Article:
As President Obama tackles a sagging housing market, a tanking economy and rising unemployment, critics have been quick to jump on him for being too pessimistic in his public statements. Lately, he has been adding a touch of humor to his oratory, including an appearance this week on The Tonight Show with Jay Leno. Leno, a comedian, peppers his talk show with humor and aims jokes at politicians.
To celebrate St. Patrick's Day, the Irish holiday, President Obama was appropriately decked out on Tuesday in a green tie.
Meeting with Ireland's Prime Minister Brian Cowen he opened his comments with humor.
"It turns out we have something in common," he said. "He hails from County Offaly, and it was brought to my attention on the campaign that my great, great, great-grandfather on my mother's side came to America from a small village in this county as well. We are still speculating on whether we are related."
During months of tough talk on the economic crisis, Mr. Obama was mostly grim and he was criticized for it. But he has lightened up, if just a little.
"These are sober times and our president has delivered a lot of stern and sober talks to the American people but there is a lighter side to Barack Obama," said presidential historian Alan Lichtman.
Lately, President Obama has been mixing serious talk about the economy and government spending with a dose of humor.
In February, the president thanked the nation's governors for minding their manners at a dinner he hosted for them.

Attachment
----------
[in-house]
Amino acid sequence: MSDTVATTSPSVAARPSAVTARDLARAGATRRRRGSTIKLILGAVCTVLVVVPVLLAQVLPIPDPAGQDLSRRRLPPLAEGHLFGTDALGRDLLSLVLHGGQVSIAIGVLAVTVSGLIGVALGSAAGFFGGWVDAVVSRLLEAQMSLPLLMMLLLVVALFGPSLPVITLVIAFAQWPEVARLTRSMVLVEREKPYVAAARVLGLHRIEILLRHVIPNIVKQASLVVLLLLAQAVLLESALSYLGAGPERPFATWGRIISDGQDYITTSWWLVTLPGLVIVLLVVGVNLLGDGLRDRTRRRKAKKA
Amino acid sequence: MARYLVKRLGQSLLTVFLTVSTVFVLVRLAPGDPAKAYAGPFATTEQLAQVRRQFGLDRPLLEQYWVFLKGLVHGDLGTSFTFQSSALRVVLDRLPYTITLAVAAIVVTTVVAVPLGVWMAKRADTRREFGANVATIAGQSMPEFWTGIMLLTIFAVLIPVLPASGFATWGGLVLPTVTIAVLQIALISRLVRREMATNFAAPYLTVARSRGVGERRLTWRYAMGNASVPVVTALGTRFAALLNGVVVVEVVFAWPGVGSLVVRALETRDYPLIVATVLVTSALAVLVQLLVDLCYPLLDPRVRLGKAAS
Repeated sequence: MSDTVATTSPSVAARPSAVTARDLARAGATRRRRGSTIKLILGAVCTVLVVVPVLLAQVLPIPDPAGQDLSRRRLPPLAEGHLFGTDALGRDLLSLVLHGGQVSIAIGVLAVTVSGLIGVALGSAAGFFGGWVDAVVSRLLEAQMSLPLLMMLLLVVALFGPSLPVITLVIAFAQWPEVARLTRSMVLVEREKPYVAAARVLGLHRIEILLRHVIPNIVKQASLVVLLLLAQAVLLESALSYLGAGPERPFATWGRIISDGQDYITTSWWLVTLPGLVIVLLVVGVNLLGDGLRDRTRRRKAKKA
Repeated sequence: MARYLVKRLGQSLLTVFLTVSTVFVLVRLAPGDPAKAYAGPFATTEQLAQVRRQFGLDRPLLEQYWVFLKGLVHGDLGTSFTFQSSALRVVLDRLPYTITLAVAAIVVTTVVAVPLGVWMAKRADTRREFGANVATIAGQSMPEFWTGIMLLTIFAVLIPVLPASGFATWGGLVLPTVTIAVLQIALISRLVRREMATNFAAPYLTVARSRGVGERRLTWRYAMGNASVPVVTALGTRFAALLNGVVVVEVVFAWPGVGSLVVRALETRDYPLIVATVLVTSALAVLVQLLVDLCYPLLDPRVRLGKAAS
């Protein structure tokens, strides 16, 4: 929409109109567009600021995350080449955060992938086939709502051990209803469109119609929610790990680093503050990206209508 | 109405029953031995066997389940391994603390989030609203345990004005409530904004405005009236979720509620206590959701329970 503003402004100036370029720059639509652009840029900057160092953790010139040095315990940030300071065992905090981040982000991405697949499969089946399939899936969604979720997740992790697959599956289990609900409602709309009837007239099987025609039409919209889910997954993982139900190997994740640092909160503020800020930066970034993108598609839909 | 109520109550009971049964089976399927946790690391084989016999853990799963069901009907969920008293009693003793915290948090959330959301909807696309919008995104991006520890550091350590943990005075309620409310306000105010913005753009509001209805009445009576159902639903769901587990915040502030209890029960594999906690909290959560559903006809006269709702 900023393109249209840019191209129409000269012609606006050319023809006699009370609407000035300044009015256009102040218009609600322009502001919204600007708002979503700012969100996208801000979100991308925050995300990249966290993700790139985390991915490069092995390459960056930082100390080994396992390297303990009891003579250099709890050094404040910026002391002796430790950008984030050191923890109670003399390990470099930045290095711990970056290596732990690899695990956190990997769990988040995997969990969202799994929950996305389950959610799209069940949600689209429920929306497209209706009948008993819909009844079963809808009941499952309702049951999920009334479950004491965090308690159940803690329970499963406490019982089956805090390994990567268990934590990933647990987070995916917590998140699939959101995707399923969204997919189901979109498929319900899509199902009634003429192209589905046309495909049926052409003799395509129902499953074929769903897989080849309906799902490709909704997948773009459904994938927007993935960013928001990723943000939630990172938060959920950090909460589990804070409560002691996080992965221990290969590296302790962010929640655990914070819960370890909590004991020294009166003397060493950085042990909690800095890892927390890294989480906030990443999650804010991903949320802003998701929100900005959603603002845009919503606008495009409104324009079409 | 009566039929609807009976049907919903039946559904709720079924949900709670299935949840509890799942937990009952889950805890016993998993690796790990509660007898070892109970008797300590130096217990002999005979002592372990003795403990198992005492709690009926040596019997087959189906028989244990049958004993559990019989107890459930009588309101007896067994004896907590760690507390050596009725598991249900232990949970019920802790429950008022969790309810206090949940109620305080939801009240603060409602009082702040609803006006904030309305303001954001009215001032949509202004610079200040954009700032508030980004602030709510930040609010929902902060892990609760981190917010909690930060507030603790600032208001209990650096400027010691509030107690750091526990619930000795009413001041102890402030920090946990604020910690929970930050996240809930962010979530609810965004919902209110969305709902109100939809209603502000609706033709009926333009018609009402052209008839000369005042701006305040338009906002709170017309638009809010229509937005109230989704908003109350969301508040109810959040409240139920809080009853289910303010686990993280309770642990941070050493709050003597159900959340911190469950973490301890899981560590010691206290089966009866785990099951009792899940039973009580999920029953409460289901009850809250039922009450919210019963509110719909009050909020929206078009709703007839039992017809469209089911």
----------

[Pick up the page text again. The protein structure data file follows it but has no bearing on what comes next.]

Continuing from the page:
And at the recent Fiscal Responsibility Summit with members of Congress, when former presidential rival John McCain questioned the president about whether a new fleet of helicopters for the White House was fiscally responsible, Mr. Obama responded with humor, noting his helicopter seems adequate, but since he's never had a helicopter before, perhaps he's missing out on something.
"I think humor has always played a role in politics, in humanizing political figures, and it's also been a way of deflecting criticism," said Alan Lichtman.
Mr. Obama's sense of humor emerged at the end of a tense presidential campaign, where humor was mostly not on view. In mid-October, the presidential candidates delivered jokes at the annual Al Smith dinner in New York. Mr. Obama laughed not only at McCain but took potshots at himself.
"I think Barack Obama has a natural wit. It doesn't look contrived," said Mark Russell, a stand-up comic.
Historian Lichtman says the president no longer has to fear that his humor will be seen as stereotypical of black men, or turned against him.
At a town hall meeting in Indiana, the president was confronted by a woman who said he ought to have a beer with Sean Hannity, a right wing television commentator and an opponent. Mr. Obama made light of it.
"I think that he has injected enough humor to humanize himself in these sober and perilous times," said historian Alan Lichtman.
And a little humor couldn't hurt as the nation braces for more tough times.